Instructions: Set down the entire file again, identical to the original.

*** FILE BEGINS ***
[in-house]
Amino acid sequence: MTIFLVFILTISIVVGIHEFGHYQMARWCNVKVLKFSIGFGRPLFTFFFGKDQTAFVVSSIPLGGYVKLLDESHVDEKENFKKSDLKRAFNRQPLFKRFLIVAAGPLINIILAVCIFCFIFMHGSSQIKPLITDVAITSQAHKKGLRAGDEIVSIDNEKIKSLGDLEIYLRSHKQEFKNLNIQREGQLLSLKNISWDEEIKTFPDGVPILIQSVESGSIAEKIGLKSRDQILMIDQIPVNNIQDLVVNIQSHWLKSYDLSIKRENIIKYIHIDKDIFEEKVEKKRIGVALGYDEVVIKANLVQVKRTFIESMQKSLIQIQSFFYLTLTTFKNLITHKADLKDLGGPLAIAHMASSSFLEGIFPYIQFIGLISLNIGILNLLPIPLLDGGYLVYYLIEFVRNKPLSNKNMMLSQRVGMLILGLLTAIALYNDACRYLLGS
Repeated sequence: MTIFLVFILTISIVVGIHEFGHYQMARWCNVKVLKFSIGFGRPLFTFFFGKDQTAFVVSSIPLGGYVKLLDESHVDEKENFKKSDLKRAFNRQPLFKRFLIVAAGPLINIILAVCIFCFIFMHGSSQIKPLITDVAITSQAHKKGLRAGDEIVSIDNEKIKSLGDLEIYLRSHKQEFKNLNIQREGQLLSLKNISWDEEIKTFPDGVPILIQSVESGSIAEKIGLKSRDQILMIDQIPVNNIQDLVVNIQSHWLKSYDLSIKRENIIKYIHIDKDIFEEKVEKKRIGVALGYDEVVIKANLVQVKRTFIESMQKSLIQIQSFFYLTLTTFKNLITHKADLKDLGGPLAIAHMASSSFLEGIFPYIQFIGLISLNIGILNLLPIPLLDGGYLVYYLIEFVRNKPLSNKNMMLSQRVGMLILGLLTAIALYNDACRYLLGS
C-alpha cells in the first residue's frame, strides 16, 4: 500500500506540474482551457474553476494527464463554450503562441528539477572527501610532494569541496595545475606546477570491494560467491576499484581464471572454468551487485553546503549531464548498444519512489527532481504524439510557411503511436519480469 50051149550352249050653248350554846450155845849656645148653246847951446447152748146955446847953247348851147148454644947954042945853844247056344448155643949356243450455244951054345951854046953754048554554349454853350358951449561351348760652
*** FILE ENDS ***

[in-house]
Amino acid sequence: MTIFLVFILTISIVVGIHEFGHYQMARWCNVKVLKFSIGFGRPLFTFFFGKDQTAFVVSSIPLGGYVKLLDESHVDEKENFKKSDLKRAFNRQPLFKRFLIVAAGPLINIILAVCIFCFIFMHGSSQIKPLITDVAITSQAHKKGLRAGDEIVSIDNEKIKSLGDLEIYLRSHKQEFKNLNIQREGQLLSLKNISWDEEIKTFPDGVPILIQSVESGSIAEKIGLKSRDQILMIDQIPVNNIQDLVVNIQSHWLKSYDLSIKRENIIKYIHIDKDIFEEKVEKKRIGVALGYDEVVIKANLVQVKRTFIESMQKSLIQIQSFFYLTLTTFKNLITHKADLKDLGGPLAIAHMASSSFLEGIFPYIQFIGLISLNIGILNLLPIPLLDGGYLVYYLIEFVRNKPLSNKNMMLSQRVGMLILGLLTAIALYNDACRYLLGS
Repeated sequence: MTIFLVFILTISIVVGIHEFGHYQMARWCNVKVLKFSIGFGRPLFTFFFGKDQTAFVVSSIPLGGYVKLLDESHVDEKENFKKSDLKRAFNRQPLFKRFLIVAAGPLINIILAVCIFCFIFMHGSSQIKPLITDVAITSQAHKKGLRAGDEIVSIDNEKIKSLGDLEIYLRSHKQEFKNLNIQREGQLLSLKNISWDEEIKTFPDGVPILIQSVESGSIAEKIGLKSRDQILMIDQIPVNNIQDLVVNIQSHWLKSYDLSIKRENIIKYIHIDKDIFEEKVEKKRIGVALGYDEVVIKANLVQVKRTFIESMQKSLIQIQSFFYLTLTTFKNLITHKADLKDLGGPLAIAHMASSSFLEGIFPYIQFIGLISLNIGILNLLPIPLLDGGYLVYYLIEFVRNKPLSNKNMMLSQRVGMLILGLLTAIALYNDACRYLLGS
C-alpha cells in the first residue's frame, strides 16, 4: 500500500506540474482551457474553476494527464463554450503562441528539477572527501610532494569541496595545475606546477570491494560467491576499484581464471572454468551487485553546503549531464548498444519512489527532481504524439510557411503511436519480469 50051149550352249050653248350554846450155845849656645148653246847951446447152748146955446847953247348851147148454644947954042945853844247056344448155643949356243450455244951054345951854046953754048554554349454853350358951449561351348760652